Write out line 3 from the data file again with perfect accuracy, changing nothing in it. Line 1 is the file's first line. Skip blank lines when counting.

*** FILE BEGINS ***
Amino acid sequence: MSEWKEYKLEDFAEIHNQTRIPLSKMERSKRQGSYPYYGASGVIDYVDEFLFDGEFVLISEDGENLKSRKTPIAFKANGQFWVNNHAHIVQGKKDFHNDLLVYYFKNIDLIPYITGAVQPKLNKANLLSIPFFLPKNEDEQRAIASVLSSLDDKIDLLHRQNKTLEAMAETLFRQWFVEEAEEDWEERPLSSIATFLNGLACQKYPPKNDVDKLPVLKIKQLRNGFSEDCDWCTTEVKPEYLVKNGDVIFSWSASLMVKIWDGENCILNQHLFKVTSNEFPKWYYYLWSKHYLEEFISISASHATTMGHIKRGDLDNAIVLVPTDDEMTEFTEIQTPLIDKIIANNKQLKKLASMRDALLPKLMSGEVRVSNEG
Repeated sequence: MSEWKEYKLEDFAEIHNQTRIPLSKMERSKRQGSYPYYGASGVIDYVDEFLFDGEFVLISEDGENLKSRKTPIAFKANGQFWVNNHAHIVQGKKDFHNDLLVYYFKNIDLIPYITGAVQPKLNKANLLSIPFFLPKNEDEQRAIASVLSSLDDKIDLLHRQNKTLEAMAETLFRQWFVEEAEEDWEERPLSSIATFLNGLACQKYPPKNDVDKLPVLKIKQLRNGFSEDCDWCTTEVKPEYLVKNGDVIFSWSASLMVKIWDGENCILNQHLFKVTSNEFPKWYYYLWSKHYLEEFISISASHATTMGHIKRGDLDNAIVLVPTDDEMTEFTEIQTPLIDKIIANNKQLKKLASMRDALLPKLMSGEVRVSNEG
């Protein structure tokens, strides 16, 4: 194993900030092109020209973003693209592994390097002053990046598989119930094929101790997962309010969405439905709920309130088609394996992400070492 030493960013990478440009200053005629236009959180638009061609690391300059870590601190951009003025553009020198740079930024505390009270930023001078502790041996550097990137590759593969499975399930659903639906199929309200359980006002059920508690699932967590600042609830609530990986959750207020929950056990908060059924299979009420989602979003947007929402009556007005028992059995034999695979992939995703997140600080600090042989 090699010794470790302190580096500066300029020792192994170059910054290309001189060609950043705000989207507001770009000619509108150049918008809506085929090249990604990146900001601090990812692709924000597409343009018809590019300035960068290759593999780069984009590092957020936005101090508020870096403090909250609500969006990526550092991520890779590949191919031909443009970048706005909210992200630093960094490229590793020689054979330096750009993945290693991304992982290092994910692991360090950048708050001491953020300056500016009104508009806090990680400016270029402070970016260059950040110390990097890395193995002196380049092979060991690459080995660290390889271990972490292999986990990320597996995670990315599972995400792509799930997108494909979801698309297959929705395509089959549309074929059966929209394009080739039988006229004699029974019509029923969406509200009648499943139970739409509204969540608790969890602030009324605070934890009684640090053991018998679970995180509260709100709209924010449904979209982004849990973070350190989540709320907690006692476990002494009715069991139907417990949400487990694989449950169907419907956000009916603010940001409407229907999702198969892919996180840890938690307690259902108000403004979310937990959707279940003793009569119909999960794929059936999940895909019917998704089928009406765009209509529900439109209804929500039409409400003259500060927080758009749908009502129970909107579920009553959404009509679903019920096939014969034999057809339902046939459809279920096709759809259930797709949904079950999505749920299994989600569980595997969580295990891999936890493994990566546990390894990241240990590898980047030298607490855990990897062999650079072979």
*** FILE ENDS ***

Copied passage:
């Protein structure tokens, strides 16, 4: 194993900030092109020209973003693209592994390097002053990046598989119930094929101790997962309010969405439905709920309130088609394996992400070492 030493960013990478440009200053005629236009959180638009061609690391300059870590601190951009003025553009020198740079930024505390009270930023001078502790041996550097990137590759593969499975399930659903639906199929309200359980006002059920508690699932967590600042609830609530990986959750207020929950056990908060059924299979009420989602979003947007929402009556007005028992059995034999695979992939995703997140600080600090042989 090699010794470790302190580096500066300029020792192994170059910054290309001189060609950043705000989207507001770009000619509108150049918008809506085929090249990604990146900001601090990812692709924000597409343009018809590019300035960068290759593999780069984009590092957020936005101090508020870096403090909250609500969006990526550092991520890779590949191919031909443009970048706005909210992200630093960094490229590793020689054979330096750009993945290693991304992982290092994910692991360090950048708050001491953020300056500016009104508009806090990680400016270029402070970016260059950040110390990097890395193995002196380049092979060991690459080995660290390889271990972490292999986990990320597996995670990315599972995400792509799930997108494909979801698309297959929705395509089959549309074929059966929209394009080739039988006229004699029974019509029923969406509200009648499943139970739409509204969540608790969890602030009324605070934890009684640090053991018998679970995180509260709100709209924010449904979209982004849990973070350190989540709320907690006692476990002494009715069991139907417990949400487990694989449950169907419907956000009916603010940001409407229907999702198969892919996180840890938690307690259902108000403004979310937990959707279940003793009569119909999960794929059936999940895909019917998704089928009406765009209509529900439109209804929500039409409400003259500060927080758009749908009502129970909107579920009553959404009509679903019920096939014969034999057809339902046939459809279920096709759809259930797709949904079950999505749920299994989600569980595997969580295990891999936890493994990566546990390894990241240990590898980047030298607490855990990897062999650079072979």